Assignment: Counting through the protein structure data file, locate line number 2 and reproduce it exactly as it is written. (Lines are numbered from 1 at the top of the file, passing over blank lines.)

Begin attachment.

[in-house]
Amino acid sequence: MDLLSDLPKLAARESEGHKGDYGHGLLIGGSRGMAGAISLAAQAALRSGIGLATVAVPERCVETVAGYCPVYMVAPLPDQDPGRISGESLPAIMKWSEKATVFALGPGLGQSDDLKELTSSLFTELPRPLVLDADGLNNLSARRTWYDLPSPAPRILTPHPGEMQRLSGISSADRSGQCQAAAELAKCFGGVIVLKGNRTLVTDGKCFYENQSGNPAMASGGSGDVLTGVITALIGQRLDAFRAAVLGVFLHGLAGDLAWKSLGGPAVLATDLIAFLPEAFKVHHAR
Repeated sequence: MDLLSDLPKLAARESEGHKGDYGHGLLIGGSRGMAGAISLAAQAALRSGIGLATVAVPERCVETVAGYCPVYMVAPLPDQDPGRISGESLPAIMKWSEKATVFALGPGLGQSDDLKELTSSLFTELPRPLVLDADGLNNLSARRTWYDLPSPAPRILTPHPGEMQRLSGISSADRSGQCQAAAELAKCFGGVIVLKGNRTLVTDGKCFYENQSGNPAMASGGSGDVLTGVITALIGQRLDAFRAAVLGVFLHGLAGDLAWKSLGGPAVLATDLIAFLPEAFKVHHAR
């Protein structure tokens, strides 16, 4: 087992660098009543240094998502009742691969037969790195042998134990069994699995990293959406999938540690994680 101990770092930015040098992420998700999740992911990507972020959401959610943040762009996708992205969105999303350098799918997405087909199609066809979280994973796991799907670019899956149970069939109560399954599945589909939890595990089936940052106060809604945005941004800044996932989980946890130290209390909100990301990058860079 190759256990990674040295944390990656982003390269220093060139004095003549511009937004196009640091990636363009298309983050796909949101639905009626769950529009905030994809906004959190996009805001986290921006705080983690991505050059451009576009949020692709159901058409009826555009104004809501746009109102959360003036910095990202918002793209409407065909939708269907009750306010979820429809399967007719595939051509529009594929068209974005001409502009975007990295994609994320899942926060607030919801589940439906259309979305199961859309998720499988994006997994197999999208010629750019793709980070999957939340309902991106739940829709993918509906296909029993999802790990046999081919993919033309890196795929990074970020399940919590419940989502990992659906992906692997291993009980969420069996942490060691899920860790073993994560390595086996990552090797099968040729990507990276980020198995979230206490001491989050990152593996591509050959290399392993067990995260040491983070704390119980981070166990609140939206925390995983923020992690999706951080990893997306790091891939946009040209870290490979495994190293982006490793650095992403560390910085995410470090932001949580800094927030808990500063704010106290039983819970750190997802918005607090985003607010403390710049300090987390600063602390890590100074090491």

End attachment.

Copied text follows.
Amino acid sequence: MDLLSDLPKLAARESEGHKGDYGHGLLIGGSRGMAGAISLAAQAALRSGIGLATVAVPERCVETVAGYCPVYMVAPLPDQDPGRISGESLPAIMKWSEKATVFALGPGLGQSDDLKELTSSLFTELPRPLVLDADGLNNLSARRTWYDLPSPAPRILTPHPGEMQRLSGISSADRSGQCQAAAELAKCFGGVIVLKGNRTLVTDGKCFYENQSGNPAMASGGSGDVLTGVITALIGQRLDAFRAAVLGVFLHGLAGDLAWKSLGGPAVLATDLIAFLPEAFKVHHAR